The second patient, the 77-year-old woman was diagnosed with Spigelian hernia which is a rare defect of the abdominal wall, arising from the arcuate line. It also may be a diagnostic trap due to non-specific symptoms and unusual location [3]. The patient was admitted to the hospital because of abdominal pain lasting for 3 days. In physical examination there was an abnormal mass in the right lower abdomen. The X-ray of the abdomen exposed single fluid levels in the intestinal loops and abdominal CT scan revealed strangulated hernia of the intestinal loop and distended bowel loops with fluid levels above it. Laparotomy with hernioplasty and appendectomy was performed. The hernial ring in the right semilunar line was widened and the part of ceacum from the hernial sac was put into the peritoneal cavity. The hernia’s gate was sutured and the suprafascial drain was placed.

The emergency operation was also performed in the third patient, a 66-year-old man due to the symptoms of strangulated right inguinal hernia. In laboratory tests, the patient's C reactive protein (CRP) amounted to 325.44 mg/l. Dissection of the visceral sac revealed an ischemic small bowel loop. It was further resected and an end-to-end anastomosis was made. The contents of the hernial sac was also part of the urinary bladder which was restored to its original position. Because of the ischemic changes observed on the surface of the bladder it was incised in order to assess the mucosa. The organ was further stitched and the Foley catheter was placed. These last stages of the operation differ much from the typical course [4]. The other factor that distinguishes this unique form of hernia is the fact that it may lead to ureter’s damage [5]. It is significant to emphasise the fact that the patient didn’t present any symptoms that would have suggested the presence of the urinary bladder in the hernial sac- it is an extremely rare condition, however a surgeon has to be aware of such possibility. Furthermore, due to the positive result of the COVID-19 test, the patient was transferred to the infectious diseases ward for further treatment. Despite the pandemic, we must remember that regardless of the patient's infection, the most important thing is to save his life.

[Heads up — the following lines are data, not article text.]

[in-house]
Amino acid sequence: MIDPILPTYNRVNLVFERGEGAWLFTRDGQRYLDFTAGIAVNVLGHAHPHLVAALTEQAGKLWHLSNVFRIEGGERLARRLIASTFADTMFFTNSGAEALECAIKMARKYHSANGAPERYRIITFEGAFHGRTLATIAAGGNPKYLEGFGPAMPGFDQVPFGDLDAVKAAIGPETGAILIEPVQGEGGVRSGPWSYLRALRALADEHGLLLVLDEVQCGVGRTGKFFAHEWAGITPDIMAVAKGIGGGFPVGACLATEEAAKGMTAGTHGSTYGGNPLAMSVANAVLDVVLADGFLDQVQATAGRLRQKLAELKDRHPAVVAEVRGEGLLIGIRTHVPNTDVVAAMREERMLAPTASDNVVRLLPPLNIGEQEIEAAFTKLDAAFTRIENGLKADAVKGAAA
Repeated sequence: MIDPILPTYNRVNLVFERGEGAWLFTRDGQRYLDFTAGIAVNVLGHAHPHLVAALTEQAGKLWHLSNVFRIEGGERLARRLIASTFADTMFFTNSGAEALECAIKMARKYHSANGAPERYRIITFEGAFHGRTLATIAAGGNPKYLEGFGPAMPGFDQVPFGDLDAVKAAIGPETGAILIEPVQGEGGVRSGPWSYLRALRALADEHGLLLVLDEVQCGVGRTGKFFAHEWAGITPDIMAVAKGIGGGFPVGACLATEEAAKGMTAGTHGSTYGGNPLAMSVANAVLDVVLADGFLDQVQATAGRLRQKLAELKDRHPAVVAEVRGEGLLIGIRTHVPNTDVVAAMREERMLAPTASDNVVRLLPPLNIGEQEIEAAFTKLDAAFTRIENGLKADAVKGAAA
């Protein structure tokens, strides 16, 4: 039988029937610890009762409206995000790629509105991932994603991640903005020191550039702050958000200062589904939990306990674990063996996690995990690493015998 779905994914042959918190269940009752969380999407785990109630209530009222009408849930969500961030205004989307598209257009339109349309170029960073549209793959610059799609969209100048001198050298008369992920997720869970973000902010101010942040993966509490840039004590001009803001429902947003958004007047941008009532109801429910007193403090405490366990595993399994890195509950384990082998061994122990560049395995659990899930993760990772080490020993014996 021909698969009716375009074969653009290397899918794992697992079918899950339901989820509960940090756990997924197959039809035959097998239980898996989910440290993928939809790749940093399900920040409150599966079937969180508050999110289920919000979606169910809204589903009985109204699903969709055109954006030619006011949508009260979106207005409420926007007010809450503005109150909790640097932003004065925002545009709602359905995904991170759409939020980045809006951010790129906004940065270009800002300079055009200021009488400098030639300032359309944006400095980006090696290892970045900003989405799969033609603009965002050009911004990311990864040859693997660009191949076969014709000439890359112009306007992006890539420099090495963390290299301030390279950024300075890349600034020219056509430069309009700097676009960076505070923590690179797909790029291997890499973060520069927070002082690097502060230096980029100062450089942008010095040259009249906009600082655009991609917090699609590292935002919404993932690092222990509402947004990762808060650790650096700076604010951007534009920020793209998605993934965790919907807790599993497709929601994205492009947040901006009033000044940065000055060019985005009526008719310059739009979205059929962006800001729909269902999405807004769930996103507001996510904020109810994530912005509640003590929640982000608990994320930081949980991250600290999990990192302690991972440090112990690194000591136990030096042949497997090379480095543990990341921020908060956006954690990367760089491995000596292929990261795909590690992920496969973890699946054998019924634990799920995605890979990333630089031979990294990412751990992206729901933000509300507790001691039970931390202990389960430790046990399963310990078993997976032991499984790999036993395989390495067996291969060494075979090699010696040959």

Thus, hernias can be life threatening. Despite the fact that some are extremely rare, clinicians should be familiar with their unspecific symptoms to minimize the risk of treatment delay and increase the patient's chance to quick recovery. It should be remembered that hernias are a vast issue with many possible forms and complications. Often the surgeon finds out about the difference of hernia only during the operation, therefore everyone should know the techniques of managing such cases.


None declared


Not required

Availability of data and materials

The datasets used and analyzed during the current study are available from the corresponding author upon reasonable request.

Conflict of interest

None declared.

Informed consent

We obtained informed consent from the participants. Ethical approval and ethical number provided by the review board: Our study protocol was approved by the Bioethics Committee of Wroclaw Medical University, Poland (Signature number: KB-365/2021).

Human rights statement

All procedures were conducted in accordance with the ethical standards of the institutional and/or national research committee and with the 1964 Declaration of Helsinki and its later amendments or comparable ethical standards.


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  3. Webber V, Low C, Skipworth RJE, et al. Contemporary thoughts on the management of Spigelian hernia. Hernia 21 (2017): 355-361.
  4. Kulacoglu H. Current options in inguinal hernia repair in adult patients. Hippokratia 15 (2011): 223-231.
  5. Moufid K, Touiti D, Mohamed L. Inguinal bladder hernia: four case analyses. Rev Urol 15 (2013): 32-36.